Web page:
Author Ray Bradbury, who will be 89 this August, once remarked that when he was a boy, a visit to the relatives meant a visit to the graveyard. It was a pre-birth-control era of large families, and it was unlikely that all of one's siblings would make it to adulthood. Modern medicine in 1920 was just beginning to make to make serious headway against common diseases and infections, and something curable a quarter-century later with simple penicillin could very well be fatal. He said the greatest changes in social attitudes in his lifetime have come from the increasing insulation of modern life from everyday connection to death. Violence in video games doesn’t count, since we know that is as much a fantasy as the aliens and zombies shooting back at our avatars in the games; if anything, it adds to the sense of detachment. We no longer expect to lose friends and relatives in real life before they are old. It happens, of course, for any number of reasons, but we no longer expect it. We often forget about our own mortality altogether, until blindsided by some event that that forces our awareness.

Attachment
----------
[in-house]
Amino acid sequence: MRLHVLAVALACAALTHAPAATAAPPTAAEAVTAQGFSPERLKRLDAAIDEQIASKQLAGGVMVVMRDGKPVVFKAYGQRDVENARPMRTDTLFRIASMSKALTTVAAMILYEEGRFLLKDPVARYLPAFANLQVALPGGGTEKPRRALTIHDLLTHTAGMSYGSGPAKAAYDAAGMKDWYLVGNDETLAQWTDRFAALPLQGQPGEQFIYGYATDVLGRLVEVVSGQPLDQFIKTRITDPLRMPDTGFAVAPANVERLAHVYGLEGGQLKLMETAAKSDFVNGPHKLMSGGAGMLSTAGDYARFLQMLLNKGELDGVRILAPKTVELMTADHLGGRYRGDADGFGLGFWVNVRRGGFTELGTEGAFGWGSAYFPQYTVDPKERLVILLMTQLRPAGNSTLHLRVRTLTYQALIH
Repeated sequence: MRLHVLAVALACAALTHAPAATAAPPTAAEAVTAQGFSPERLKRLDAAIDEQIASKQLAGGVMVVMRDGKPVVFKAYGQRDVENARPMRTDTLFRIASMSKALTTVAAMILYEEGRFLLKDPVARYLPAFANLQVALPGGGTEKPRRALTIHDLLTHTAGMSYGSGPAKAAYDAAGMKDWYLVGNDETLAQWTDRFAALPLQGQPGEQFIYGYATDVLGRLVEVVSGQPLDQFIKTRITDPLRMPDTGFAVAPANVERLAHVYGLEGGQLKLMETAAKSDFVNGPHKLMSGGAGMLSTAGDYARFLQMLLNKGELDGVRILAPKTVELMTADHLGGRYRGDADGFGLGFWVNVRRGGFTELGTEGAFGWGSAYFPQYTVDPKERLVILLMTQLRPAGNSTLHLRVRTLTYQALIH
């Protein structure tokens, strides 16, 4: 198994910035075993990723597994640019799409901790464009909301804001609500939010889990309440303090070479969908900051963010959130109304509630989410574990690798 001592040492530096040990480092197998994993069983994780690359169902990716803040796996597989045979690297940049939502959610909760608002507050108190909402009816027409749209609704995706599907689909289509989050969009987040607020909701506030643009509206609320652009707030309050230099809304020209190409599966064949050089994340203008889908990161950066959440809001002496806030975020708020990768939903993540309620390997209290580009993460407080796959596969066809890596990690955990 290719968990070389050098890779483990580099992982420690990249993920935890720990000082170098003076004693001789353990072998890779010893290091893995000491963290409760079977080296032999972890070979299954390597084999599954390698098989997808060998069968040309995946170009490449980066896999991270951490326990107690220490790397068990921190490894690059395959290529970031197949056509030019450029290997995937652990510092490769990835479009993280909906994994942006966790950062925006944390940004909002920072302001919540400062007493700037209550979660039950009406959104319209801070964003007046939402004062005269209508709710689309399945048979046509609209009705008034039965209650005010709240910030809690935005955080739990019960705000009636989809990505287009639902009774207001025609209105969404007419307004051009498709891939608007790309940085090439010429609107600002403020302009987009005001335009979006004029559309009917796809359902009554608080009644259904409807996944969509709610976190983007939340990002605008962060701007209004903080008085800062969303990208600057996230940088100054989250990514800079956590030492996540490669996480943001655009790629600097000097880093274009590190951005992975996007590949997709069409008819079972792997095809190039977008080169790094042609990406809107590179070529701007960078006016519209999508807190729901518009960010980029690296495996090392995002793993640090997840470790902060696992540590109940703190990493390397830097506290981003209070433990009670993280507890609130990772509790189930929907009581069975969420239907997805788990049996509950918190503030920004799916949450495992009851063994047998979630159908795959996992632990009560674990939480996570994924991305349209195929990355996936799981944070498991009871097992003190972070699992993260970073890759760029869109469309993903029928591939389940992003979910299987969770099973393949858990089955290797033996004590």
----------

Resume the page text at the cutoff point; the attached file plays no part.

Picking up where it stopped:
This surely has much to do with the abundance of Peter Pans and Wendys running about with graying hair. If life is neverending, there is not much need to look at the clock to see what time it is. Perhaps paying attention to time is a definition of maturity. I know I didn't begin to grow up until I started to lose those close to me, and I haven't finished the job even at this late stage. Fortunately, having avoided taking on such adult responsibilities as were avoidable (fatherhood being the big one), I've been able to dodge most of the dire consequences of a Never-never-land existence so far, though no doubt I've missed some benefits too.
This is not entirely a bad thing. Perhaps the old saw "Live each day as if it were your last" should be modified to "Live each day as if it were your first." After all, it probably won't be your last and you'll be stuck paying for the party. Nevertheless, perhaps we also should remember, at least occasionally, that there really is a clock. None of us knows to what time the alarm is set, but we often can make an educated guess.
In another week or so on the summer solstice, nature's clock, I’ll sit out back and toast time – if I remember to look at the calendar. How about you?